THE BLOG
04/29/2013 02:20 pm ET Updated Jun 29, 2013

Woo Bombdetectors -- the End of Dowsing for Death

Many people regard magical beliefs as a bit of harmless fun and in most cases that is true. However, there are those who are prepared to take advantage of other's gullibility with lethal consequences. In 2009, I was shocked to read a New York Times report that a British company ATSC Ltd had been selling bomb-detecting devices to security forces around the world. The devices were nothing more than dowsing rods, a supernatural practice believed to reveal the location of water and minerals that has been around for hundreds of years. Despite the claims of various associations and practitioners, dowsing is nothing more than a psychological phenomena known as the "ideomotor effect." Simply put, when you are aware of the location of a potential target, you make imperceptible body movements that make finely balanced rods or pendulums point in the same direction. There is no evidence that these devices or the user can detect sources through supernatural powers.

Nevertheless many people believe that dowsing works.

The founder of ATSC Ltd, Jim McCormick, had decided to exploit this belief. His sophisticated dowsing rod, the AED 651, did not only reveal water and minerals but could detect concealed explosives, narcotics, weapons, human bodies, illegal ivory and even truffles whether they were underground, underwater and even at a distance of three miles from a plane. The key to the system was "programmed substance detection cards" which each carried the "frequency" of the substance they're supposed to detect. This was achieved by a technology based on "nuclear quadruple resonance." According to their website:

ADE651® is the latest generation of long-range detector products offered by ATSC. As with other ADE™ substance detectors, it incorporates long-range electromagnetic attraction to enable the effective identification of even the most difficult substances including explosive and narcotic materials. Unlike other trace detectors, that are limited by the need to have actual physical contact with the item sampled, the ADE651® is able to detect programmed substances at long distances safely and without the need to have actual physical contact with the substance. As such, the ADE651® continues to set standards for the detection of substances.

Clearly bulls**t, but not if you think dowsing can work. The reason that the device hit the headlines in 2009 was that the New York Times revealed that the Iraqi authorities had invested $80 million to use them at security checkpoints rather than conducting thorough searches of potential suicide bombers. As a consequence, thousands of lives were lost in Baghdad due to car bombers driving undetected through checkpoints.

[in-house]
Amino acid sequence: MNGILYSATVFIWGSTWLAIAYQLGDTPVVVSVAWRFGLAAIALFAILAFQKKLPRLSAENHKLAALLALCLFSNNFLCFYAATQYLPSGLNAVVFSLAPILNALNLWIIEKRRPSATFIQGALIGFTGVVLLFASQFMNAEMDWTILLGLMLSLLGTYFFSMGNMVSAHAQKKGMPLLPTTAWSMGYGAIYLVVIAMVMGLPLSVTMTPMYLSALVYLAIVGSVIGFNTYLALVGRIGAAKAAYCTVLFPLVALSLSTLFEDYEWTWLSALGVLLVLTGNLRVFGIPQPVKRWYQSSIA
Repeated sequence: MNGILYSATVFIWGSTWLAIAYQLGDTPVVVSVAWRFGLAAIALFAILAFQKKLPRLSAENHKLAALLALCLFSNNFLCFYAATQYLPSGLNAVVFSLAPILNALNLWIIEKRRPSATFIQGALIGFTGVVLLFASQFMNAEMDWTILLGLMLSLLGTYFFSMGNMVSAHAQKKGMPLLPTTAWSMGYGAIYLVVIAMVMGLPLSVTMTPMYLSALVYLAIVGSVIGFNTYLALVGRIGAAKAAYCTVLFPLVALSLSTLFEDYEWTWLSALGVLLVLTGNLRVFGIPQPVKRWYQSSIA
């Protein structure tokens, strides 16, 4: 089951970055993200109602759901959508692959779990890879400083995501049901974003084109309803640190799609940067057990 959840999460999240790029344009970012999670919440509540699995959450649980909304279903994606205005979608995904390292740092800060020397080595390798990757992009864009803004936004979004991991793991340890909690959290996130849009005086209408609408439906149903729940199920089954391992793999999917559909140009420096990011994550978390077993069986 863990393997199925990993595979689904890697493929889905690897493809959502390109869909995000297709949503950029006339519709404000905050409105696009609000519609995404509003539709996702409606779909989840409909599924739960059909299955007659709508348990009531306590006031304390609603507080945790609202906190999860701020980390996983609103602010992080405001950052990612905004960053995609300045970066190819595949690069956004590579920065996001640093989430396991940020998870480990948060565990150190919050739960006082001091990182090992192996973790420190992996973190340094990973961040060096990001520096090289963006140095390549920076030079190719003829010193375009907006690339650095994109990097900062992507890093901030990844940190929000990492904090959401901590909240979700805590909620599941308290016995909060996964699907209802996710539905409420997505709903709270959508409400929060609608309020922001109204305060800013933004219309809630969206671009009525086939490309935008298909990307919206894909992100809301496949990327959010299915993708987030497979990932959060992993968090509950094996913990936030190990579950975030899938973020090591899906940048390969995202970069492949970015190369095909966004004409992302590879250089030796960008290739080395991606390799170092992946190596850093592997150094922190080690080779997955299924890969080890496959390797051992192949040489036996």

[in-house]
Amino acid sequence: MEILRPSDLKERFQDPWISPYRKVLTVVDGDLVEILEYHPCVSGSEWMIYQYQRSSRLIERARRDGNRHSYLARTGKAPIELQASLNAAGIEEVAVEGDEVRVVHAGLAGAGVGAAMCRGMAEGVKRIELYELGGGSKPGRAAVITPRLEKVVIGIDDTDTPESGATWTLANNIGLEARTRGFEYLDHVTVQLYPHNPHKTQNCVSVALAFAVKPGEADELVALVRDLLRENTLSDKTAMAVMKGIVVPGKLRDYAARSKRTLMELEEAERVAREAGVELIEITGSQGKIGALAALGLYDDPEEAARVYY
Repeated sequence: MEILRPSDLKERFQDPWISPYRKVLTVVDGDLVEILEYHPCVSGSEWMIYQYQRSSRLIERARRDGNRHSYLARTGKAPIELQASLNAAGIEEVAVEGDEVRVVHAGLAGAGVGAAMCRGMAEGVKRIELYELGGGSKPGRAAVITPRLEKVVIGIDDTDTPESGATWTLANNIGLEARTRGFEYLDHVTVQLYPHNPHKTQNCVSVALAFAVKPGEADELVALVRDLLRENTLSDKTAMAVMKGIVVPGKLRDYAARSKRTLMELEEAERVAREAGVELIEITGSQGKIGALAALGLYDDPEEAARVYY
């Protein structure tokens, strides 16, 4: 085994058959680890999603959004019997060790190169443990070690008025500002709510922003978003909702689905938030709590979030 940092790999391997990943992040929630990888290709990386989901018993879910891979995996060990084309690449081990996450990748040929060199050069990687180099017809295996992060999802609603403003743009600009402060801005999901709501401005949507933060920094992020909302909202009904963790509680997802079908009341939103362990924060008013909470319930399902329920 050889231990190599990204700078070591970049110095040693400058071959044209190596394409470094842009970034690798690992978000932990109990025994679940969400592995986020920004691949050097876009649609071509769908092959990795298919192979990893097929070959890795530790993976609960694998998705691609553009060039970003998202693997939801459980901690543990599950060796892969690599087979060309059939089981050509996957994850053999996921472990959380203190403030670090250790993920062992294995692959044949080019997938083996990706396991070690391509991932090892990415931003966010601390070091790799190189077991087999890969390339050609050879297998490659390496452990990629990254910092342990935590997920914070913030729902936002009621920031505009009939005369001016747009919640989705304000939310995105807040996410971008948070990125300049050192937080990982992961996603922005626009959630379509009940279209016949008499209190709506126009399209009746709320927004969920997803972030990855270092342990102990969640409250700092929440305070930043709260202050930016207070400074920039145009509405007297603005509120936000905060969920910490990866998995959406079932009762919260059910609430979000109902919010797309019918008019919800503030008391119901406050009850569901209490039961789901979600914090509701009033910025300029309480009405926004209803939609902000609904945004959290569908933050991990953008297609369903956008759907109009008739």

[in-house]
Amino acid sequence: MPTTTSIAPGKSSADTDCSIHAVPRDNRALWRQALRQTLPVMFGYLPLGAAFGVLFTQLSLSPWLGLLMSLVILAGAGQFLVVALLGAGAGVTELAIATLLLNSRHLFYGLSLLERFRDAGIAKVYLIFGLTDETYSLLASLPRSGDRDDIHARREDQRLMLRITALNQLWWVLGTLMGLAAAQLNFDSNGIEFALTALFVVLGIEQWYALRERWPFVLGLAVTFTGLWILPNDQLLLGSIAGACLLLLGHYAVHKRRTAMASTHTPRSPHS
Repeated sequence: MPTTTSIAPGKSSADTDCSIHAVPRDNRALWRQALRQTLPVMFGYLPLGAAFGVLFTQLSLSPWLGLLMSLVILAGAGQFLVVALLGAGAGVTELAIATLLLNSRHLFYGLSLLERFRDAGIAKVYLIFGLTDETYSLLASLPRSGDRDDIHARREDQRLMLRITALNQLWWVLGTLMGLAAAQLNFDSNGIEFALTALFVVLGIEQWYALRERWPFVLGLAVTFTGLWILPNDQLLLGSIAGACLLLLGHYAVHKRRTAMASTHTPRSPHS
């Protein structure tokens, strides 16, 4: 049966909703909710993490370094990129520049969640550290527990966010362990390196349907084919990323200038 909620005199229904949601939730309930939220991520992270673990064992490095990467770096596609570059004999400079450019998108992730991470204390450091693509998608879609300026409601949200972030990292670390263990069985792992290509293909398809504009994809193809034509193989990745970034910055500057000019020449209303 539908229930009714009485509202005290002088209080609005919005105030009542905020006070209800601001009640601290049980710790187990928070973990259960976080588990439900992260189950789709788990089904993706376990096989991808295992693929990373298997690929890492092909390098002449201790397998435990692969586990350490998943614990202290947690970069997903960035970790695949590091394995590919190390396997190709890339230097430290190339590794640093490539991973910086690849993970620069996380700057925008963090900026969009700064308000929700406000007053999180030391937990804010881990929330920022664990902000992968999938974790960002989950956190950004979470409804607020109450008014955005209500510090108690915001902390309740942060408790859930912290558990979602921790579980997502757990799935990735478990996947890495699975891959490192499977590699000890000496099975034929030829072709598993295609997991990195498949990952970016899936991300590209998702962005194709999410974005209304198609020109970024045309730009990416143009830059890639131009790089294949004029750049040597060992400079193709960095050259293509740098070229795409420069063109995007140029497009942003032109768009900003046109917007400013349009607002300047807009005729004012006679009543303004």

The reason I got involved was that it turned out that Jim McCormick lived locally to me in Somerset. So I blogged about it, to help raise awareness. In the month I got involved over 1,000 had been killed. To my utter surprise, I received a comment from Mr McCormick defending his actions and the device and issuing me an invitation to check out his device. This was an opportunity to expose a fraud that was too good to miss. Maybe he really believed the device worked but I was dubious. As a former police officer with connections to security forces around the world, I thought that Jim McCormick had cynically exploited desperate situations to profit. I started to receive emails from former colleagues who told me that McCormick was running a scam. Another individual who worked for the company that manufactured the "substance cards" that were supposed to identify targets contacted me and told me they were nothing more than laminated cards with a shop security tag inserted.

When it became known that I was in contact with the elusive Mr McCormick, the BBC Newsnight team contacted me and we set about trying to set up a sting to confront the fraudster. I corresponded with Jim via email to organize a meeting but he failed to show. In any event, we decided to go ahead with the broadcast in Jan 2010. The following day, McCormick was arrested and an export order ban was imposed.

That was nearly two and a half years ago. Yesterday after a trial lasting 6 weeks at the Old Bailey in London, the jury found Jim McCormick guilty on three counts of fraud. He will be sentenced next week and efforts will be made to reclaim the estimated $60m he has invested in luxury homes - he bought Nicholas Cage's house in Bath, England.

Not only was McCormick facing prosecution but five others - Gary Bolton; Samuel Tree; Joan Tree; Simon Sherrard and Anthony Williamson were also facing various fraud charges relating to a variety of bogus bomb-detecting devices. Now that McCormick has been found guilty, it remains to be seen what will happen to the others but their prospects do not look good.

Clearly this scam could not have worked on magical beliefs alone. It beggars belief but I hope this is the end of a fraudulent scam, based on the magical belief in dowsing that has indirectly cost thousands of lives.